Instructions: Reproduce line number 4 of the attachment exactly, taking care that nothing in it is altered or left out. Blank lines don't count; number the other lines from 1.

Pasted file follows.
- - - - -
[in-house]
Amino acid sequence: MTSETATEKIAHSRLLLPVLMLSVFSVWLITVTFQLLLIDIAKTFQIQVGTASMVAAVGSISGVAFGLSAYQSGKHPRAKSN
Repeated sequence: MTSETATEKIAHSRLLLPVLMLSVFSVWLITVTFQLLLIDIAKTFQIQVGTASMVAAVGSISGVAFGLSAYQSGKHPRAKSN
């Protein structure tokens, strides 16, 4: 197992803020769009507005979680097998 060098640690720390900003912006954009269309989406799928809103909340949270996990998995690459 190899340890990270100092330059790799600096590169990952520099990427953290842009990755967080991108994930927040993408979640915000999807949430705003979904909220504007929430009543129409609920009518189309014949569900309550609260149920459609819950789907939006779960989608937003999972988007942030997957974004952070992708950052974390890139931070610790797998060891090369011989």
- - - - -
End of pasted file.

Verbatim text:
């Protein structure tokens, strides 16, 4: 197992803020769009507005979680097998 060098640690720390900003912006954009269309989406799928809103909340949270996990998995690459 190899340890990270100092330059790799600096590169990952520099990427953290842009990755967080991108994930927040993408979640915000999807949430705003979904909220504007929430009543129409609920009518189309014949569900309550609260149920459609819950789907939006779960989608937003999972988007942030997957974004952070992708950052974390890139931070610790797998060891090369011989």